SHELTERBELTS

Our seasoned designers can help

Our experts have been planning shelterbelts in this area for over 20 years. Call us to schedule a tree placement consultation.

shelterbelts 1

WINDBREAK PLANNING AND DESIGN

In Chinook prone Southern Alberta, we enjoy days with warm winter weather but also must contend with the wind. Trees provide the shelter and protection necessary to make these windy times more tolerable. Rows of wind-blocking trees reduce wind and also heat up your home.

The best windbreaks take some time to plan but the effort is well worth it. Trees not only help to keep our yards at a more consistent temperature but they also lowering heating and cooling costs of the home. To see the most benefits it is important to plant the right tree in the right place. What are the best and hardiest trees? How should I plan my windbreaks?

Shelterbelt benefits:

  • Protect your home: reduce wind speed 20x the height of the shelterbelt
  • Reduce home heating/cooling costs by 25%
  • Create your own microclimate and provide wildlife habitat for natural pollinators
  • Create privacy and reduce dust
  • Increase your property value

What side of the house should windbreaks be planted?

Before you start planting, it’s important to map out your yard. Plant windbreaks on the north and northwest sides of your home where it gets coolest in the winter.

Planning a shelterbelt should include many considerations – location, wind direction, and which trees are right for you and your specific purposes.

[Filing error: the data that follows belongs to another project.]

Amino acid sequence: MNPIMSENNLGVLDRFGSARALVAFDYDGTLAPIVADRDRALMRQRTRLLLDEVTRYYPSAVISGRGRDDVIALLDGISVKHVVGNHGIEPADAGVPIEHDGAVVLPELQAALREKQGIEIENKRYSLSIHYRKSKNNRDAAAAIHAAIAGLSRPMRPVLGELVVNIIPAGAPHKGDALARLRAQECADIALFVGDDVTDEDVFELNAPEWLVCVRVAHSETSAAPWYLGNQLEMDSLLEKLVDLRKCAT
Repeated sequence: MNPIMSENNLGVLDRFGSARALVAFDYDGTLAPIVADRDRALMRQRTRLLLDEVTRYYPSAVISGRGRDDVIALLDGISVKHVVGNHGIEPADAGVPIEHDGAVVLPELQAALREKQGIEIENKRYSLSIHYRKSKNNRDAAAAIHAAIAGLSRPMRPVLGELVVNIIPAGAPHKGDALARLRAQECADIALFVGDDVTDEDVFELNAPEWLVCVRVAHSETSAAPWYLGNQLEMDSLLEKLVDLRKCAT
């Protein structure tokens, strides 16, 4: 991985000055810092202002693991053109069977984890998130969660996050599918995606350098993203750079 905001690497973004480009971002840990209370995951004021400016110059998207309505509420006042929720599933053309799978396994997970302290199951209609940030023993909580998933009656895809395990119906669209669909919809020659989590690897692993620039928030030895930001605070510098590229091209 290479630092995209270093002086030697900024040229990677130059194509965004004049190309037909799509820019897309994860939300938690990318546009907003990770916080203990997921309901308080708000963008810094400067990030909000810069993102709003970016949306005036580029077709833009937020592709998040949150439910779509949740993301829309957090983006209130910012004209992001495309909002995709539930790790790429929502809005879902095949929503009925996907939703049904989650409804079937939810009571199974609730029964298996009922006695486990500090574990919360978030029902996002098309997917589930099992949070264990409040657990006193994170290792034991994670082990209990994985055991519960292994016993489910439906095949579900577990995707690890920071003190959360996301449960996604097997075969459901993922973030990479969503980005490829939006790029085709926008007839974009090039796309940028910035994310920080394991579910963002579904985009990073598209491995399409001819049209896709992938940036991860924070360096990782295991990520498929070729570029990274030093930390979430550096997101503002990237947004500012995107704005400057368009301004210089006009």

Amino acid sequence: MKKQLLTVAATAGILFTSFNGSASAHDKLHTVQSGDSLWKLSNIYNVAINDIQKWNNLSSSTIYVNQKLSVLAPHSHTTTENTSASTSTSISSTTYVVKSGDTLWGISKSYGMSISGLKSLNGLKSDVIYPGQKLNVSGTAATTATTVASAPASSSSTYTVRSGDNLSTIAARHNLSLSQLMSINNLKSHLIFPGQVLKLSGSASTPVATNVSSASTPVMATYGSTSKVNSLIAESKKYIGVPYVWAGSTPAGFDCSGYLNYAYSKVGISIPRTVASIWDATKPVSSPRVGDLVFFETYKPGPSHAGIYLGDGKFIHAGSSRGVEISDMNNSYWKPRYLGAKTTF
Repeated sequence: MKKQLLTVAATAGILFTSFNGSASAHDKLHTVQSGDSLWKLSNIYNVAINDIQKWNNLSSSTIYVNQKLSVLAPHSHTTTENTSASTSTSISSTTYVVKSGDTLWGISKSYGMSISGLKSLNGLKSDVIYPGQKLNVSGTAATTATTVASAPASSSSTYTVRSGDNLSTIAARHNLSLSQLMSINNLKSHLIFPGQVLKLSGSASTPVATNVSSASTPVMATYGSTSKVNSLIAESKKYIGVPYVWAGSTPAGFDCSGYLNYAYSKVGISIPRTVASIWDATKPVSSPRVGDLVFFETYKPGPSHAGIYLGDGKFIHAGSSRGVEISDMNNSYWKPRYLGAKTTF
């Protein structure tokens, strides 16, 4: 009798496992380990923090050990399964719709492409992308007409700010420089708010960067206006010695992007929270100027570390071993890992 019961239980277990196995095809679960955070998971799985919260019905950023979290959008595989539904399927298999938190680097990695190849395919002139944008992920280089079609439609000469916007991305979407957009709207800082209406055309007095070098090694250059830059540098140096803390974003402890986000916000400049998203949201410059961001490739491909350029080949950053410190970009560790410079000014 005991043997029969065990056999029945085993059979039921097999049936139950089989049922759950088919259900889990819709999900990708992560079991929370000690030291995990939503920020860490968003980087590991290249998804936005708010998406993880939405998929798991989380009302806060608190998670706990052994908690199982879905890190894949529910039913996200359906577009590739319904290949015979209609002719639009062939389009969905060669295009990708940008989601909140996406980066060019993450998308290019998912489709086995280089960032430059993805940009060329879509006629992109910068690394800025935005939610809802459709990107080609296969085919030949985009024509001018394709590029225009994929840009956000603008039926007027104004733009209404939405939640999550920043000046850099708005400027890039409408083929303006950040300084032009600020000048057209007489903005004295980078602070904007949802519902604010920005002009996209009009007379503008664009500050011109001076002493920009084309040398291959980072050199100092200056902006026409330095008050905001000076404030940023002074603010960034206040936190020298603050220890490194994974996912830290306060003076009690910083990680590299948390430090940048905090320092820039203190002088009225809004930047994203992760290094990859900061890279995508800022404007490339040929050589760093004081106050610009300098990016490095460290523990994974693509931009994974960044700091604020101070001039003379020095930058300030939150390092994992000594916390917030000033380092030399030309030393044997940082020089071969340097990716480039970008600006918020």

Shelterbelts usually contain 3-5 rows, from shrubs, to fast growing trees, to dense coniferous trees, to dense tall crowned trees that maintain foliage all year. Depending how many rows you decide to plant, you’ll want to plan your species and the spacing between them carefully.

Designing a windbreak

Planting trees close together seems like the best solution for creating a fast windbreak. But, tightly packed trees may become a problem once they mature. It is best to achieve a balance of dense planting with room to grow. All windbreaks (except solid fences or walls) let some air pass through. Staggering different heights and species of trees can be very beneficial in covering areas from the wind.

If you’re planting rows of shorter trees, leave about 10 feet of space between each tree and 15-to-20 feet between each row. This is a guideline only- consult with our landscape designers to insure you have the correct spacing for the specific trees you are planting.

If you’re planting rows of taller trees, leave 15 feet between each tree and 25 feet of space between rows.

When you pick your plants, remember its ok to mix. If you plant rows of the same tree, you can risk losing your windbreak to a single pest or disease. Alternate between two or three tree types, its good to have evergreens and deciduous trees for a true dense windbreak.

Wind protection can also be improved by combining a row of low, dense shrubs, a row of medium tall evergreens and a tall row of deciduous trees or taller evergreens.

Windbreaks don’t have to be planted in a straight line. Curved angles are often more natural looking and visual appealing. It may be beneficial to work off of a landscape design for one of these naturalized windbreaks. Our landscape designers are very familiar with wind protection designs and can help to plan and execute the best layout for your property.

Windbreaks can be incorporated into an overall design of your property and can be very visually appealing in a landscape.

Best wind protecting trees for our zone:

Sundancer Poplar

sundancer columnar poplar tree farm ft

Colorado Spruce

colorado spruce 8-9ft

Tristis Poplar

tristis poplar 10-12 foot tree
landscaping projects need help planning
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